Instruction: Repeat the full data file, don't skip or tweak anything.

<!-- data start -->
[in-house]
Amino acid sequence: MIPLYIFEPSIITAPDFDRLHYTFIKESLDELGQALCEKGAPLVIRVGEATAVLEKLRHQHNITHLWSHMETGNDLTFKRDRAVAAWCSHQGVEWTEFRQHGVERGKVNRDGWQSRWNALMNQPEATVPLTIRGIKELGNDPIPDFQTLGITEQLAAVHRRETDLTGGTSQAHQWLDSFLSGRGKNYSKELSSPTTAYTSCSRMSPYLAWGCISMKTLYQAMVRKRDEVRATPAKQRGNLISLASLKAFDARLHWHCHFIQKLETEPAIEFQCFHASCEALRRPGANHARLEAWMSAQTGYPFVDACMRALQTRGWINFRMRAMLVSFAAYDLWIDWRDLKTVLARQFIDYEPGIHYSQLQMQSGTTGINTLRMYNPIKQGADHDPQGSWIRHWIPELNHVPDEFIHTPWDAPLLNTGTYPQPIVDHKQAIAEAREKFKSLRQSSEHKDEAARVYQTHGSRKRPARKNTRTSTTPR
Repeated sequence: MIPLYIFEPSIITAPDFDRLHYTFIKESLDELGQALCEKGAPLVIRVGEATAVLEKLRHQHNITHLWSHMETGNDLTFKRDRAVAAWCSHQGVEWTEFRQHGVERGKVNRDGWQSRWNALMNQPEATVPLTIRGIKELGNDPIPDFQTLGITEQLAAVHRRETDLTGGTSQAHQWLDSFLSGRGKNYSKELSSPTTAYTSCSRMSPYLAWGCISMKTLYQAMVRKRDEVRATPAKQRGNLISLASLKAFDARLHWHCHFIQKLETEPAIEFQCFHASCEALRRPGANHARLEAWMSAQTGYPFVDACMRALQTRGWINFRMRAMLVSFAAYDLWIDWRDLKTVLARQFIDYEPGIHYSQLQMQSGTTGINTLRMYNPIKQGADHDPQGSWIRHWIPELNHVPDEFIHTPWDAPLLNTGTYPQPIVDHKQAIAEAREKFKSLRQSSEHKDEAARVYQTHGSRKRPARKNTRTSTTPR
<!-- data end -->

[in-house]
Amino acid sequence: MIPLYIFEPSIITAPDFDRLHYTFIKESLDELGQALCEKGAPLVIRVGEATAVLEKLRHQHNITHLWSHMETGNDLTFKRDRAVAAWCSHQGVEWTEFRQHGVERGKVNRDGWQSRWNALMNQPEATVPLTIRGIKELGNDPIPDFQTLGITEQLAAVHRRETDLTGGTSQAHQWLDSFLSGRGKNYSKELSSPTTAYTSCSRMSPYLAWGCISMKTLYQAMVRKRDEVRATPAKQRGNLISLASLKAFDARLHWHCHFIQKLETEPAIEFQCFHASCEALRRPGANHARLEAWMSAQTGYPFVDACMRALQTRGWINFRMRAMLVSFAAYDLWIDWRDLKTVLARQFIDYEPGIHYSQLQMQSGTTGINTLRMYNPIKQGADHDPQGSWIRHWIPELNHVPDEFIHTPWDAPLLNTGTYPQPIVDHKQAIAEAREKFKSLRQSSEHKDEAARVYQTHGSRKRPARKNTRTSTTPR
Repeated sequence: MIPLYIFEPSIITAPDFDRLHYTFIKESLDELGQALCEKGAPLVIRVGEATAVLEKLRHQHNITHLWSHMETGNDLTFKRDRAVAAWCSHQGVEWTEFRQHGVERGKVNRDGWQSRWNALMNQPEATVPLTIRGIKELGNDPIPDFQTLGITEQLAAVHRRETDLTGGTSQAHQWLDSFLSGRGKNYSKELSSPTTAYTSCSRMSPYLAWGCISMKTLYQAMVRKRDEVRATPAKQRGNLISLASLKAFDARLHWHCHFIQKLETEPAIEFQCFHASCEALRRPGANHARLEAWMSAQTGYPFVDACMRALQTRGWINFRMRAMLVSFAAYDLWIDWRDLKTVLARQFIDYEPGIHYSQLQMQSGTTGINTLRMYNPIKQGADHDPQGSWIRHWIPELNHVPDEFIHTPWDAPLLNTGTYPQPIVDHKQAIAEAREKFKSLRQSSEHKDEAARVYQTHGSRKRPARKNTRTSTTPR